We hope that in the next few months we can integrate all platforms in a way that all our content is digital. We've created a Digital Diplomacy section as a starting point and I am sure that it will gather momentum in the coming months. But at present, this has limitations because I only speak for the public diplomacy division of the Ministry of External Affairs and not for the entire Ministry.

Q: What level of support does e-diplomacy enjoy within the Indian Foreign Ministry? Are there plans to expand the number of staff working in this area and to integrate e-diplomacy across the ministry?

A: We have been fortunate in getting strong support from Mrs Nirupama Rao, our Foreign Secretary. Her leadership has helped us steer many of our initiatives to the point that we have reached at present. But we also suffer from a major constraint because the broader responsibility for putting out all official information presently rests with our External Publicity division and not with us in the Public Diplomacy division. We are working towards a much closer integration so that we can make better use of all of the information available with us as an institution. We have to work towards getting out of our silos and presenting a much more comprehensive picture that respects the active interest of our audience and engages with them.

We will definitely need more staff. At present, we have the somewhat ridiculous situation of me and my colleague Abhay being a one-and-a-half man team trying to run our digital diplomacy initiatives. And I would be the first to concede that I have a lot of other issues on my plate even though my instinct says that we will get the most bang for the buck if we concentrate our limited resources on new media.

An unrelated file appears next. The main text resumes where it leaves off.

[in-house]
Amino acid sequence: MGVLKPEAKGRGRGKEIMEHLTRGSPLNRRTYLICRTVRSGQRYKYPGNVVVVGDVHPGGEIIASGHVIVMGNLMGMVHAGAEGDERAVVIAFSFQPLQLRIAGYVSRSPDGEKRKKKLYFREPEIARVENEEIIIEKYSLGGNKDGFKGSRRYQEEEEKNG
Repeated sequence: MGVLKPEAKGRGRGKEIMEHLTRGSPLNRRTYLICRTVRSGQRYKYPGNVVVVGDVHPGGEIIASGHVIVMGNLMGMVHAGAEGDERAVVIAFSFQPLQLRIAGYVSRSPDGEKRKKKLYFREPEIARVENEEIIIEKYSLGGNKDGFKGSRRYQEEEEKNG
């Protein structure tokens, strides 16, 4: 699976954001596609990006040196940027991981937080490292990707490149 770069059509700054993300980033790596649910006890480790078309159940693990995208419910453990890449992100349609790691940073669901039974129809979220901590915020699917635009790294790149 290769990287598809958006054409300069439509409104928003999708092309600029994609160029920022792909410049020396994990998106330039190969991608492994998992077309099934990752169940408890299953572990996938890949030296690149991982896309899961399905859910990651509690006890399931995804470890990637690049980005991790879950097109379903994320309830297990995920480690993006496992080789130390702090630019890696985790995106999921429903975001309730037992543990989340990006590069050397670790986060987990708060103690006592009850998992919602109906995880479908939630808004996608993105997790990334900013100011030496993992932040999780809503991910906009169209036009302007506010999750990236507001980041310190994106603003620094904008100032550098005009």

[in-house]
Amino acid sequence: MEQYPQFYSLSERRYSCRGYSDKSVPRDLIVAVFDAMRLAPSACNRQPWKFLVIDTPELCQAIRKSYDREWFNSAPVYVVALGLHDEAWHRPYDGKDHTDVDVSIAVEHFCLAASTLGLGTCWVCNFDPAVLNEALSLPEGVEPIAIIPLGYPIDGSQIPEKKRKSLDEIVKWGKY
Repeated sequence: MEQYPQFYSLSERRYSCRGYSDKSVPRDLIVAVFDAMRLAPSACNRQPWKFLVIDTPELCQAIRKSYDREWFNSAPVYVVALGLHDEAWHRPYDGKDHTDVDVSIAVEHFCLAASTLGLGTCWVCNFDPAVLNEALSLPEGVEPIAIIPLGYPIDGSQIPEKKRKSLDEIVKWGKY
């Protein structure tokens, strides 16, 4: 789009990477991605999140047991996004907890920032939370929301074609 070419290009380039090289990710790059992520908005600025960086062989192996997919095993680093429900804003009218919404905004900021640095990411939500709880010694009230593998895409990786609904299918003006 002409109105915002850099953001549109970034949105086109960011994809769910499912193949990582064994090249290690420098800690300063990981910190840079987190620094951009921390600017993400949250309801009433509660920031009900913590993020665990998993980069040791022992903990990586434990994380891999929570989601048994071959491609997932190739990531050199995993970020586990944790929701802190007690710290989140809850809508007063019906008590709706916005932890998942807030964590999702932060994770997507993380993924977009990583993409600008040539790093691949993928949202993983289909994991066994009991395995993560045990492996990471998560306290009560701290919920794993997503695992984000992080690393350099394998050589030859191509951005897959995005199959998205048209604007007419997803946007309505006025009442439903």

But I do worry that we are raising expectations amongst our friends, followers and viewers without an effective back-end that can provide the kind of timely and substantive responses that we should gear ourselves to provide.

Q: In the US, in particular, IT corporations have worked closely with the State Department to develop various e-diplomacy tools. Has there been any similar collaboration in India with your own IT sector?

A: I sincerely hope that we too can leverage the formidable, world class capabilities of our private IT companies. In our public diplomacy efforts, we have been most effective where we have partnered with credible and competent private actors. I hope that we will soon be able to extend this to our e-diplomacy presence as well. We will obviously have to do this in a way that we can marry the needs for transparency and financial propriety with a model that enables us to leverage the best available talent and resources in our private sector. 

Q: What do you see as the future of e-diplomacy in the Indian MFA?

A: Well, to start with, let's call it the MEA instead of MFA since we are the Ministry of External Affairs. I feel that we have taken the difficult first steps that break traditional mindsets, establish an e-diplomacy platform and open the way for others to build upon it. I am particularly encouraged by the fact that so many of our colleagues, especially some of our younger diplomats, have been quick to seize the opportunity that we are creating. My gut instinct tells me that if we can unleash their creativity and innovation, we will soon see our e-diplomacy efforts move in directions that our bureaucracy may not even be able to envisage. That's the future of e-diplomacy and I am confident that we are going to be a fairly significant part of it. So watch this space and let's visit it again in a few months.

Do keep in mind that we still haven't celebrated our first birthday in terms of our presence in new media. That will happen in July! I do hope that by the end of this year, we will be counted amongst the top ten practitioners of e-diplomacy.